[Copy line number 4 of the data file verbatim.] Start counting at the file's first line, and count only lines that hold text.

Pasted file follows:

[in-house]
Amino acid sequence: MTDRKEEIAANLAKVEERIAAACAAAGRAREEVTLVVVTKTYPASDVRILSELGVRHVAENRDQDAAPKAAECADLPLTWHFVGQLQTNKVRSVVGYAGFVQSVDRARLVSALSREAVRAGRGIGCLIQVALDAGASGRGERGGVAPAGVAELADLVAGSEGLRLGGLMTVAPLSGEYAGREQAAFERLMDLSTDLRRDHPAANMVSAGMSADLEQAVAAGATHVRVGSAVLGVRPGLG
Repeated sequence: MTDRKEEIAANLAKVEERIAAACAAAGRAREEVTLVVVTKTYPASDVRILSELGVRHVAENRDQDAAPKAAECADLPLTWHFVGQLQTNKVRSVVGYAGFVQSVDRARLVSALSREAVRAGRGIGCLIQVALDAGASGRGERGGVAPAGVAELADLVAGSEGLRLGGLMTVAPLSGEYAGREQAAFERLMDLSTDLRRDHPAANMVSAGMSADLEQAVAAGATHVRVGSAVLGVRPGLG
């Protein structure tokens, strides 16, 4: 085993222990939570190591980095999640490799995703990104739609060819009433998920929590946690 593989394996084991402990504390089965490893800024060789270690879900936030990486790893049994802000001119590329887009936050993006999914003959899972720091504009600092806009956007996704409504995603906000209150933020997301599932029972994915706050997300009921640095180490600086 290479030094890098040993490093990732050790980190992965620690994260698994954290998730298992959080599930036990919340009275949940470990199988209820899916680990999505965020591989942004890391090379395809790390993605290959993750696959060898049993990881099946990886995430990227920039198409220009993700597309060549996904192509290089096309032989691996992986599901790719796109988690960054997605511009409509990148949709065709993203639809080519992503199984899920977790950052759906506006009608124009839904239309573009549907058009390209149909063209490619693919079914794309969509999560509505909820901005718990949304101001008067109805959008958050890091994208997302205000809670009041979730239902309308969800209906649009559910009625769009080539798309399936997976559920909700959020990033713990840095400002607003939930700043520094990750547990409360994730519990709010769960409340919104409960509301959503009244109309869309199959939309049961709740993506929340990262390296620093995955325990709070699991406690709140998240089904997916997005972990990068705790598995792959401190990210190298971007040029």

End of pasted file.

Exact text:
């Protein structure tokens, strides 16, 4: 085993222990939570190591980095999640490799995703990104739609060819009433998920929590946690 593989394996084991402990504390089965490893800024060789270690879900936030990486790893049994802000001119590329887009936050993006999914003959899972720091504009600092806009956007996704409504995603906000209150933020997301599932029972994915706050997300009921640095180490600086 290479030094890098040993490093990732050790980190992965620690994260698994954290998730298992959080599930036990919340009275949940470990199988209820899916680990999505965020591989942004890391090379395809790390993605290959993750696959060898049993990881099946990886995430990227920039198409220009993700597309060549996904192509290089096309032989691996992986599901790719796109988690960054997605511009409509990148949709065709993203639809080519992503199984899920977790950052759906506006009608124009839904239309573009549907058009390209149909063209490619693919079914794309969509999560509505909820901005718990949304101001008067109805959008958050890091994208997302205000809670009041979730239902309308969800209906649009559910009625769009080539798309399936997976559920909700959020990033713990840095400002607003939930700043520094990750547990409360994730519990709010769960409340919104409960509301959503009244109309869309199959939309049961709740993506929340990262390296620093995955325990709070699991406690709140998240089904997916997005972990990068705790598995792959401190990210190298971007040029």